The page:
Oppo is poised to launch a special edition of its Find X3 Pro smartphone later this week in conjunction with Kodak. Called the “Photographer Edition,” it is expected to kick off a partnership between the two brands.
As spotted by GSMArena, Oppo has revealed that it will officially announce the special edition Find X3 Pro Photographer Edition during a live stream scheduled for September 16 in China. The company announced its plans on Weibo. The Find X3 Pro Photographer Edition is unlikely to make any substantive performance changes to the original Find X3 Pro that was launched in March but will offer a new look and a few other changes to the packaging.
That means the same quad-camera array that features two 10-bit 50-megapixel cameras and the billion-color QHD+ curved display will return, this time with a silver and black finish that is reminiscent of the Kodak 35.
The Kodak 35 was introduced in 1938 and was the first 35mm camera manufactured in the United States and the first camera from the Eastman Kodak Company.
According to some of the official promotional images, the Find X3 Pro Photographer Edition will ship with a protective case that mimics the color and design of the smartphone itself and will ship in a new collector’s box.
Even if Oppo makes no performance changes to the Find X3 Pro in this new edition, that wouldn’t necessarily be a bad thing. In PetaPixel’s review of the phone, Andy Boxall called it a great, consistent camera experience that mostly guarantees a good result regardless of which of the four cameras are used.
“The Find X3 Pro is a very desirable, compact, and powerful smartphone with a highly competent camera, which includes features and technology not seen on other phones,” he wrote.
It’s not clear if Oppo and Kodak plan to do anything more with the partnership beyond the co-branding of smartphones or if it will extend beyond or simply be a one-off. While Zeiss and Hasselblad have teamed up with Vivo and OnePlus for multi-year co-development of camera technologies, Oppo as a brand has not tied itself to a notable camera or lens brand with its smartphone imaging systems (although it and OnePlus were recently merged). That said, Kodak does not have much clout when it comes to the digital space as the company historically focused entirely on film and paper after famously deciding to pass on developing digital cameras back in 1975 despite the first digital camera actually being made behind its walls. While Kodak has made digital camera devices in recent years, the Kodak name doesn’t carry the same clout or expertise that brands like Leica, Hasselblad, Zeiss, and others who have partnered with smartphone brands do.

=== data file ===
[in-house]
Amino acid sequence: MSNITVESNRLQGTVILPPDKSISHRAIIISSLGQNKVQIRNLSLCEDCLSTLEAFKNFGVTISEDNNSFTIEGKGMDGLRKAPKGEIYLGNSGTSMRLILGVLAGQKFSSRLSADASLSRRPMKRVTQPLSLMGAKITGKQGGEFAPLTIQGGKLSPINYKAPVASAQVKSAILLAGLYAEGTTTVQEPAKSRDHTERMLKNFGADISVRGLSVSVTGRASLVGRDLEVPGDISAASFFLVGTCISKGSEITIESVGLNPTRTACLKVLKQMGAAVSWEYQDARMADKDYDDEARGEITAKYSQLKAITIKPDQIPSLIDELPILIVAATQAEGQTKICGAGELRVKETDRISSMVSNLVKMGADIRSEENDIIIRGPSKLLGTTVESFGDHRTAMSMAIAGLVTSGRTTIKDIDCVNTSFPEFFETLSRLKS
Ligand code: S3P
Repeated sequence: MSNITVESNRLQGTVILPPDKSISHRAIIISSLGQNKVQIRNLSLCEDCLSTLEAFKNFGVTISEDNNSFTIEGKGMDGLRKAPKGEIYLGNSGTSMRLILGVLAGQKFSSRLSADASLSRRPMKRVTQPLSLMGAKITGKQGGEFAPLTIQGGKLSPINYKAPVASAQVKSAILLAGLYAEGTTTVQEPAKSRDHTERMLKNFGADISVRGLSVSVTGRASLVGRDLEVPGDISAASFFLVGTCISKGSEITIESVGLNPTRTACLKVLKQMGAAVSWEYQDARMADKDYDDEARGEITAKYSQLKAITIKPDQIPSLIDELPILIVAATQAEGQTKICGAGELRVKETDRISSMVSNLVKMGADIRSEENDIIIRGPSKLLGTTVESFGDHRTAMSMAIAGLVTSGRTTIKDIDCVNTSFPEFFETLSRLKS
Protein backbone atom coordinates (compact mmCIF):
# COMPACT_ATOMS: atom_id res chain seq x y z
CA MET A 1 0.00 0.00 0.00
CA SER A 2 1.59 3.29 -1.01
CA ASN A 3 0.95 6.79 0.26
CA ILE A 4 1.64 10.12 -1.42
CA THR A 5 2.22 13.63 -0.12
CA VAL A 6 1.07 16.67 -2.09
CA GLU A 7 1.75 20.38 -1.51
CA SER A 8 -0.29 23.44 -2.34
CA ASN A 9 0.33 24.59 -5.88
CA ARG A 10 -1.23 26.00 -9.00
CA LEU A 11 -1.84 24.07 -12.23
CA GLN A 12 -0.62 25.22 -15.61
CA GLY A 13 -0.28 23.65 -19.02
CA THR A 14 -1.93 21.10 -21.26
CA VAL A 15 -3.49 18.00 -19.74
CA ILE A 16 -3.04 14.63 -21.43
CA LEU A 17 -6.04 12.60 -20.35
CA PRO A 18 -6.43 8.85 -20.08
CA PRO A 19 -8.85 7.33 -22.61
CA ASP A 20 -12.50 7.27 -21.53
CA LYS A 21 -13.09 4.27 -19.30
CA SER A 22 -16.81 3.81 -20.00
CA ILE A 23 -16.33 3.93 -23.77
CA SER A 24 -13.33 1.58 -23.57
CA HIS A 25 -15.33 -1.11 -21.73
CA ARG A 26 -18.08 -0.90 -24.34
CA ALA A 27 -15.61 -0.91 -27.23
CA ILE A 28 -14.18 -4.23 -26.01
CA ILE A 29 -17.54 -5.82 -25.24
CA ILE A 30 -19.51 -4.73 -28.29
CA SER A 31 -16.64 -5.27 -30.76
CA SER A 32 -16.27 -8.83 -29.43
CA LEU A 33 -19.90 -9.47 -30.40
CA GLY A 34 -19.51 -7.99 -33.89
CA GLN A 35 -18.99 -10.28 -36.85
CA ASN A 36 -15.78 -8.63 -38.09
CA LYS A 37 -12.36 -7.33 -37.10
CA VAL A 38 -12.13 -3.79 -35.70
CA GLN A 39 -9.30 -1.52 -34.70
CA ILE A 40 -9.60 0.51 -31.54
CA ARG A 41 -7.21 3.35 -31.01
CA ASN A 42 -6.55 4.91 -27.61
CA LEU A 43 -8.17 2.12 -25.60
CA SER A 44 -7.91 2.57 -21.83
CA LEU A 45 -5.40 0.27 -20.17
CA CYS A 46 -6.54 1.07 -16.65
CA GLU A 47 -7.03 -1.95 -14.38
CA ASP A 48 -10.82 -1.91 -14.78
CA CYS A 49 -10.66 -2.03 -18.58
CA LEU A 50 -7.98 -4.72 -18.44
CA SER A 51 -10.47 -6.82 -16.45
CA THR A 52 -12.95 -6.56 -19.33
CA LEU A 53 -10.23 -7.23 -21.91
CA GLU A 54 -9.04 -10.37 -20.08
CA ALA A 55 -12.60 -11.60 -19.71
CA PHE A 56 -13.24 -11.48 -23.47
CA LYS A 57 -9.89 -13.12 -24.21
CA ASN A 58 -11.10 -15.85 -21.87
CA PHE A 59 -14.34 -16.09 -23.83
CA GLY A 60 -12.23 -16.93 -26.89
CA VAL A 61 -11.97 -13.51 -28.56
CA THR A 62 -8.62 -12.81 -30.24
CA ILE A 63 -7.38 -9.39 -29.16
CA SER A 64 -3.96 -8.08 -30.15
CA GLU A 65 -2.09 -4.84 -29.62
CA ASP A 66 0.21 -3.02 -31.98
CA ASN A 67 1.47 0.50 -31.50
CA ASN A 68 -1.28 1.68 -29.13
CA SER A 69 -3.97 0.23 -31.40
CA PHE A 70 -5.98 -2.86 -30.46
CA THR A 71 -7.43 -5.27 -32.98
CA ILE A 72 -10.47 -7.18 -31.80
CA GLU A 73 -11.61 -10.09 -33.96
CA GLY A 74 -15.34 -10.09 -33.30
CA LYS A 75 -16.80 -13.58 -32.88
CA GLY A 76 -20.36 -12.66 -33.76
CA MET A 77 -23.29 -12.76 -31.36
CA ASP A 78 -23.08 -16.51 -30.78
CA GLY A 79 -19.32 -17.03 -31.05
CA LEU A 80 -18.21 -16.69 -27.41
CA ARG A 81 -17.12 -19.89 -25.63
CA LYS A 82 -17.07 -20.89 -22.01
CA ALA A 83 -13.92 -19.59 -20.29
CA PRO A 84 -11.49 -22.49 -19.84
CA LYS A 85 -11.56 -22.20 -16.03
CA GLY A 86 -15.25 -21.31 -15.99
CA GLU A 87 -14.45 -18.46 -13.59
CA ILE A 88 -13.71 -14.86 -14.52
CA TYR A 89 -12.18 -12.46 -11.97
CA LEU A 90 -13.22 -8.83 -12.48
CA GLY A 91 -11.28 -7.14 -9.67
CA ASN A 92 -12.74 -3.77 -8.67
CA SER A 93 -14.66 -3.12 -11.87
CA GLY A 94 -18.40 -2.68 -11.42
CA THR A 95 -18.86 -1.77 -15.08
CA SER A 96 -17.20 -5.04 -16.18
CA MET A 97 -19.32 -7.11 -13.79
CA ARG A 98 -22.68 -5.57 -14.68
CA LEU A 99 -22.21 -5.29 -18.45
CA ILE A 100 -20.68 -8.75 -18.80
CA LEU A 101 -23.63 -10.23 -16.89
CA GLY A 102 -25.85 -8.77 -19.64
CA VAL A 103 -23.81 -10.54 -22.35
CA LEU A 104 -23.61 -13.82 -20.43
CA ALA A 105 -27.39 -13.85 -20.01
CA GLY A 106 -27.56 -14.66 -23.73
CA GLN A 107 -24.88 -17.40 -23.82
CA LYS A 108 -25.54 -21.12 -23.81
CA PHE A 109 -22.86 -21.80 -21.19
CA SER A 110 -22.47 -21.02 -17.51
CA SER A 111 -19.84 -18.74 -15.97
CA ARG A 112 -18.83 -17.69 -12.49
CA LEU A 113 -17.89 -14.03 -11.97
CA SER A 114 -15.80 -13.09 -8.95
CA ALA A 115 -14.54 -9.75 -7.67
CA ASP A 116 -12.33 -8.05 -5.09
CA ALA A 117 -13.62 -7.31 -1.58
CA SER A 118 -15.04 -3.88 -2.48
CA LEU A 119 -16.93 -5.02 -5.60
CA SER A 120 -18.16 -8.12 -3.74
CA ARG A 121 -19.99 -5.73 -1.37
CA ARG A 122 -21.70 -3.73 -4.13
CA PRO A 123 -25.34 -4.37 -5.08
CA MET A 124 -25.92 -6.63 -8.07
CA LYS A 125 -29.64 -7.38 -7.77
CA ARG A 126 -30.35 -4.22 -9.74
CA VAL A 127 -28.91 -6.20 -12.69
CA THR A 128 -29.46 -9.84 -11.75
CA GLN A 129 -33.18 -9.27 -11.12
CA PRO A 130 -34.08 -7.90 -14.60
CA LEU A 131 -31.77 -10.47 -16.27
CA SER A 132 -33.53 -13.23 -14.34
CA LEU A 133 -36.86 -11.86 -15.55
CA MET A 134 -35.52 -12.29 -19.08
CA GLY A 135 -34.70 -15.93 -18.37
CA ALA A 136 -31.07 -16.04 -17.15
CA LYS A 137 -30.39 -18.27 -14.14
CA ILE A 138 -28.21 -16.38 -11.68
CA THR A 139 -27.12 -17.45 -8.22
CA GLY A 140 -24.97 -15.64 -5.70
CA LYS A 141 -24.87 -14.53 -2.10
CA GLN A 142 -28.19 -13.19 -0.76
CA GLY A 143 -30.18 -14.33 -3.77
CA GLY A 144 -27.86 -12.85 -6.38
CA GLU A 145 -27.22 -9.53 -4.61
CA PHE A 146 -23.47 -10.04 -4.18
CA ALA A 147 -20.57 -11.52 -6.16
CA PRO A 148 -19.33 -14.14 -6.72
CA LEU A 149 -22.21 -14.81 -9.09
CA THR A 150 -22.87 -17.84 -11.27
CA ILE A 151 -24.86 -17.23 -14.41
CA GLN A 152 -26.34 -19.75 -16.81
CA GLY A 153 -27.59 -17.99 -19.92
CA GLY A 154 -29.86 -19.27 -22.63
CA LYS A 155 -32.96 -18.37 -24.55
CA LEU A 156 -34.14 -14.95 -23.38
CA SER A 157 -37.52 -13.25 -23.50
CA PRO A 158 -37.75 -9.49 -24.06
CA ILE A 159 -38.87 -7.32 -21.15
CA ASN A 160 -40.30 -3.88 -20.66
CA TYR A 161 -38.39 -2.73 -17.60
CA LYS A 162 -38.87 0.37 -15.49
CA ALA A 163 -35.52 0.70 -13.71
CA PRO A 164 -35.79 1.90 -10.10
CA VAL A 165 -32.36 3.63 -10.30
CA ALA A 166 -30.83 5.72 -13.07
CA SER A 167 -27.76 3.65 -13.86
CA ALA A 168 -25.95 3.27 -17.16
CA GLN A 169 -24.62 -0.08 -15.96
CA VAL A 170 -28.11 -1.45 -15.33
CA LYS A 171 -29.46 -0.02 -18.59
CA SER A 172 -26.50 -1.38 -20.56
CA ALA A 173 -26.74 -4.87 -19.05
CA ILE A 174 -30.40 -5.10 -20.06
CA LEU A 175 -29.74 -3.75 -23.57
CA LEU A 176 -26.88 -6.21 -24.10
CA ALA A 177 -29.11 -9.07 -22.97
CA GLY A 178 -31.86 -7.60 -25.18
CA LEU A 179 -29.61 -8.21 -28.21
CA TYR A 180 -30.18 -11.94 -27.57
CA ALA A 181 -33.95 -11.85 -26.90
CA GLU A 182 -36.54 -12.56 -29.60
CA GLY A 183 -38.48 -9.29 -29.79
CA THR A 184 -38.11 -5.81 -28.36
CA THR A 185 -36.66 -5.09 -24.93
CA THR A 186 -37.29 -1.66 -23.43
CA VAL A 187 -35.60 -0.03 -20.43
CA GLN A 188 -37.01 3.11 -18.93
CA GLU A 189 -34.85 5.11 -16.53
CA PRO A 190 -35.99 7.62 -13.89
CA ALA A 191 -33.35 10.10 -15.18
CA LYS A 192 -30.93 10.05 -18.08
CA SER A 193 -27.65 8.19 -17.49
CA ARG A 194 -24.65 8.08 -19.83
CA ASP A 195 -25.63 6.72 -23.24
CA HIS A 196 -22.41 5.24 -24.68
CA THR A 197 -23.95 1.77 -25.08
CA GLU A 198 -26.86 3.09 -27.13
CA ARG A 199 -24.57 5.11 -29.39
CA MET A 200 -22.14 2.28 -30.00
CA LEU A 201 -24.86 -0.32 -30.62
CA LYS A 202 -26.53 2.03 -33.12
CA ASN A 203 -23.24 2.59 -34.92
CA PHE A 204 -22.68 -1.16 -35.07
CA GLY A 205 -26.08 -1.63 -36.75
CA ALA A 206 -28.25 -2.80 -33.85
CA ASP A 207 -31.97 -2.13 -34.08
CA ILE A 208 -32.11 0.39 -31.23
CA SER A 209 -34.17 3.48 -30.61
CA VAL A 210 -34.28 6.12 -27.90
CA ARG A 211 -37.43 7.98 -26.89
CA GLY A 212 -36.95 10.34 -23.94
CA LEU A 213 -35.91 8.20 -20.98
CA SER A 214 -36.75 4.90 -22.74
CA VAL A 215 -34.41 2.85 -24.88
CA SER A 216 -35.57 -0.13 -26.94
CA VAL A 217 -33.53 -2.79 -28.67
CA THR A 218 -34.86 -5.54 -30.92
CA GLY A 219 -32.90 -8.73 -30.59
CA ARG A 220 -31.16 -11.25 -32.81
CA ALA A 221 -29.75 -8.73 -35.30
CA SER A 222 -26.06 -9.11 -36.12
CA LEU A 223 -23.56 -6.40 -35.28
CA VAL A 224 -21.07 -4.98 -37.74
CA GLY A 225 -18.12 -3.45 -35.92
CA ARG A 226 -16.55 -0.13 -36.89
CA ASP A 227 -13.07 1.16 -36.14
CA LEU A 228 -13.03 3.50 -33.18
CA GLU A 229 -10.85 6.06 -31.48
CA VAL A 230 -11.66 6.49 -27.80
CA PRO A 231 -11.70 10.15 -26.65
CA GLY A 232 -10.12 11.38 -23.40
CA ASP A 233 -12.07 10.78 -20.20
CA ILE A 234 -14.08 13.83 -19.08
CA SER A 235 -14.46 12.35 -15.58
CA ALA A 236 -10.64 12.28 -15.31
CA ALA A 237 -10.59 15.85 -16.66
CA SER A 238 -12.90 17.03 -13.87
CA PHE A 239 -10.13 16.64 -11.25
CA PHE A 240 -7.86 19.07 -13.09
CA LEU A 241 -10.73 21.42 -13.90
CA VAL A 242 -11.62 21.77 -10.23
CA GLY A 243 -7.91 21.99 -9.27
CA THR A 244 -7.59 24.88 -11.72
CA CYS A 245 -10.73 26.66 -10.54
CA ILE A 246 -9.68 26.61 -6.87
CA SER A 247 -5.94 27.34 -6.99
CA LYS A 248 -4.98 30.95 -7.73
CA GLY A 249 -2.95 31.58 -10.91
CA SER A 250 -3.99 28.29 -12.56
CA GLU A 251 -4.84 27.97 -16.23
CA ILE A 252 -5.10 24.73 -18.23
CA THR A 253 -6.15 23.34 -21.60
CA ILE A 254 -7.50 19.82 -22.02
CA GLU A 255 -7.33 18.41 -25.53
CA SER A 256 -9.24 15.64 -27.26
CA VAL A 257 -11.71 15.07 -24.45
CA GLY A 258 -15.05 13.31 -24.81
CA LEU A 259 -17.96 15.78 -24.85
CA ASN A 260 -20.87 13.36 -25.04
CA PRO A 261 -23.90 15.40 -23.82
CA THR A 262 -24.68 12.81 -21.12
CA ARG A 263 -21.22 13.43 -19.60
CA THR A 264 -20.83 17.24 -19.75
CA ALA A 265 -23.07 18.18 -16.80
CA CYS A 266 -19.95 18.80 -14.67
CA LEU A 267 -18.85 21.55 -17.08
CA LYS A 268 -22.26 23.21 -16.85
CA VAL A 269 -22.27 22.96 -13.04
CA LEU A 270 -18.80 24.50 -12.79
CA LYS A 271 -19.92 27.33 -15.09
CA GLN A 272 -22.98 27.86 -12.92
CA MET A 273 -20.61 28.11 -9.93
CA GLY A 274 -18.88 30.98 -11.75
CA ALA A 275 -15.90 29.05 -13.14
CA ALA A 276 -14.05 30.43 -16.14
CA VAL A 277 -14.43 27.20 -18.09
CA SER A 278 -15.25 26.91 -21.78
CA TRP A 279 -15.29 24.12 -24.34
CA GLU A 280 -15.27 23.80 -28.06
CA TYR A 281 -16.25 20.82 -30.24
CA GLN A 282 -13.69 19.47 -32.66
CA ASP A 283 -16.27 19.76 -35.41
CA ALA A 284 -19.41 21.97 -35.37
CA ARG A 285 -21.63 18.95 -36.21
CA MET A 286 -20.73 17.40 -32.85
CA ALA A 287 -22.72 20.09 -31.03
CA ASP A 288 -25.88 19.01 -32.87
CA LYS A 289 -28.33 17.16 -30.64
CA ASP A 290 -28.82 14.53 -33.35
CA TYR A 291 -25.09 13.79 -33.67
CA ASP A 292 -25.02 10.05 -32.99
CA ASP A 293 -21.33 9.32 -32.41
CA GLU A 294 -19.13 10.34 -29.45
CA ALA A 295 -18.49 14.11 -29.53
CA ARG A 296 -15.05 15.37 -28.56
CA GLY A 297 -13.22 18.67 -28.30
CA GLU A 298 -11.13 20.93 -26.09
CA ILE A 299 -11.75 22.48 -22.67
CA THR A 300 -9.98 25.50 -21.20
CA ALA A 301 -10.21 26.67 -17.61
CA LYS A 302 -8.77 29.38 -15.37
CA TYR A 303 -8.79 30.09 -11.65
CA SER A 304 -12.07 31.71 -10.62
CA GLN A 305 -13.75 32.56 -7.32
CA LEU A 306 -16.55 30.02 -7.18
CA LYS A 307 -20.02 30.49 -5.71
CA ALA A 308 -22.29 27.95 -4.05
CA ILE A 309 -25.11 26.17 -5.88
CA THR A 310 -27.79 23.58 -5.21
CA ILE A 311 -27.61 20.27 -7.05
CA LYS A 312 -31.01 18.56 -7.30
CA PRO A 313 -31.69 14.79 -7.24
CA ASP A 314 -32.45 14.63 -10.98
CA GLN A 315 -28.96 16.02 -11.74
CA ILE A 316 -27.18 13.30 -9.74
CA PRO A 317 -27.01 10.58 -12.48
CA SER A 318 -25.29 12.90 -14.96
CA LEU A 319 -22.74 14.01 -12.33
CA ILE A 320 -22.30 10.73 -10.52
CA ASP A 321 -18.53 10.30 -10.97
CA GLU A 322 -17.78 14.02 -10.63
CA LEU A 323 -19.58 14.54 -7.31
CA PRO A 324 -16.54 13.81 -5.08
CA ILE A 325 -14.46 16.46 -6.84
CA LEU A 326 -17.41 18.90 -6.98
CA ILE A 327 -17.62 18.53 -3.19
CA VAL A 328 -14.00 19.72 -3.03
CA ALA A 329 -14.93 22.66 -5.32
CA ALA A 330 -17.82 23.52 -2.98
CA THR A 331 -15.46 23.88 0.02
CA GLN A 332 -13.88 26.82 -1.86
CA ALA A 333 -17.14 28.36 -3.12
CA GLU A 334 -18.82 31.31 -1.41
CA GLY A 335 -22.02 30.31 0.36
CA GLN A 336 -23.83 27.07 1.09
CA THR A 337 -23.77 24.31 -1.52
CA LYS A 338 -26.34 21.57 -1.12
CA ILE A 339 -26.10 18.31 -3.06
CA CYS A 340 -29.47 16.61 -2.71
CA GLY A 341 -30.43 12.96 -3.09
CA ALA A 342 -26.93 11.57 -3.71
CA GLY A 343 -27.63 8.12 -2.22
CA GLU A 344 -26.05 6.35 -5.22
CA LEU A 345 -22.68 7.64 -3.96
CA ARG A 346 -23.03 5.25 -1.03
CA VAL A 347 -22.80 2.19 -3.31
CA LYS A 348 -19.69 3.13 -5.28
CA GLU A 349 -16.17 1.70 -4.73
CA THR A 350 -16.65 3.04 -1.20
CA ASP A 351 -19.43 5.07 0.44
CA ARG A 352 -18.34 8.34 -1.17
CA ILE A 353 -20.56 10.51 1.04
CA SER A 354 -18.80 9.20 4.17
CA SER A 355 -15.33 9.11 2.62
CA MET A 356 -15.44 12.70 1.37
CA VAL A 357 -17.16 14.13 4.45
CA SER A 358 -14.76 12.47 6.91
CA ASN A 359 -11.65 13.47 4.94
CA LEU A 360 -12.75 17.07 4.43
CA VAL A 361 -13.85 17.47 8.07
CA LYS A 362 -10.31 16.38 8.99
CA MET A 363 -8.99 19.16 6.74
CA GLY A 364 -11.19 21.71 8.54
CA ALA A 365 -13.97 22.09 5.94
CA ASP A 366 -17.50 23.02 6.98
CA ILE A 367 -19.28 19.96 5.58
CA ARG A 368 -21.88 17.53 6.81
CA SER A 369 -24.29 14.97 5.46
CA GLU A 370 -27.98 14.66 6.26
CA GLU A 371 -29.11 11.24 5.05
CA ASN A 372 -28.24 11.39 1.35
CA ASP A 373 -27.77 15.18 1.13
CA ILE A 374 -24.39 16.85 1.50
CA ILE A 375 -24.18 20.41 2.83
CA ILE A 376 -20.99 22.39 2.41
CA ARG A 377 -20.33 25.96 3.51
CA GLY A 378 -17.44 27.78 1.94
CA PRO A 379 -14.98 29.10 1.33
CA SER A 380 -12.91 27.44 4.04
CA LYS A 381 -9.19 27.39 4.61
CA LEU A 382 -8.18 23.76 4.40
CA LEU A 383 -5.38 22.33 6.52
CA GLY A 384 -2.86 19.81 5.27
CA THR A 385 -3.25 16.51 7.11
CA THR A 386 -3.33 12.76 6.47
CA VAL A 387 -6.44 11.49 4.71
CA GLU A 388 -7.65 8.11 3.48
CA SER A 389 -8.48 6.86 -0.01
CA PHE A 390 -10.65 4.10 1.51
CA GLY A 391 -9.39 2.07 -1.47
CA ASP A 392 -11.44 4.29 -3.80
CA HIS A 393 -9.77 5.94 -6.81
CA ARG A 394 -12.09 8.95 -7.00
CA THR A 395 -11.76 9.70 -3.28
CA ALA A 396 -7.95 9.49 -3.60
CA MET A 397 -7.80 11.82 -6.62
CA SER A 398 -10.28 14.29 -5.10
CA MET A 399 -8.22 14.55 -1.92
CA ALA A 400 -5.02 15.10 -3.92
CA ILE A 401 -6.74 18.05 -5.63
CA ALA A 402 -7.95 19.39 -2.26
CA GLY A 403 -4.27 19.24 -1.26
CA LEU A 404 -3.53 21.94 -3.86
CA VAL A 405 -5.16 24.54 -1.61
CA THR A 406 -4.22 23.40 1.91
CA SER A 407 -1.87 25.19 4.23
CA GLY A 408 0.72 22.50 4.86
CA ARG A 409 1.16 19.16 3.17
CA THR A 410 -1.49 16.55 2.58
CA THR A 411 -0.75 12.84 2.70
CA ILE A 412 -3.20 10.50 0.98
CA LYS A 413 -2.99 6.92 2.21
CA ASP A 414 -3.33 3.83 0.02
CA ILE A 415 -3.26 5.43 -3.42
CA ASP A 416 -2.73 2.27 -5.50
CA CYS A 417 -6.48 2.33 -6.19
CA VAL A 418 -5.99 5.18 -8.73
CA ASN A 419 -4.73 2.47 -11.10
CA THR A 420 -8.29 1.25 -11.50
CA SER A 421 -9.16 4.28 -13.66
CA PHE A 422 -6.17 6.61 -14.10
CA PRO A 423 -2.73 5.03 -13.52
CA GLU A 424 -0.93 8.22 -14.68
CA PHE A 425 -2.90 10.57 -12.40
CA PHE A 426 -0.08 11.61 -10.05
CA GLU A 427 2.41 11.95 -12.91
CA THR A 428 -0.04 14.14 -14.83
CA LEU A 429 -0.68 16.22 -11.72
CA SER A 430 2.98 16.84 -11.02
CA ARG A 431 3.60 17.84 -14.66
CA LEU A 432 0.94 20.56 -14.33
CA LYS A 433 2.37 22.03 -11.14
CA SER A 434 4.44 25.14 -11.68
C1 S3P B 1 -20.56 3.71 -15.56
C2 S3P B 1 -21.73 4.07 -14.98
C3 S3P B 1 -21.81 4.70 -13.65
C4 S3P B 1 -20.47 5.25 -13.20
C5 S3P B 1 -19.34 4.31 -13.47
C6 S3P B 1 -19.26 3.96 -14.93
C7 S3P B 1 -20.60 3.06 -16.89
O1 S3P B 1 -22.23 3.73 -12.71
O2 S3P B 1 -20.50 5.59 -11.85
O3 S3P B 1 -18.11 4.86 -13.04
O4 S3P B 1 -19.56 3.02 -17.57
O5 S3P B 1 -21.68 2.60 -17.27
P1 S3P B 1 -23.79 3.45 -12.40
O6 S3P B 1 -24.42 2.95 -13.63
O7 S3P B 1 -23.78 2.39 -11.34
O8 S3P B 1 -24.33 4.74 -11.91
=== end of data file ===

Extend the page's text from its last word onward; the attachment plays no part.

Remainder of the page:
Kodak’s close ties to the Chinese smartphone company may explain why it was quick to delete a photo from its official Instagram account of the Xinjiang Uyghur Autonomous Region where the photographer mentioned the mass detentions of the Uyghur people there. Kodak apologized for the publication of the image stating that its Instagram is “not intended to be a platform for political commentary.”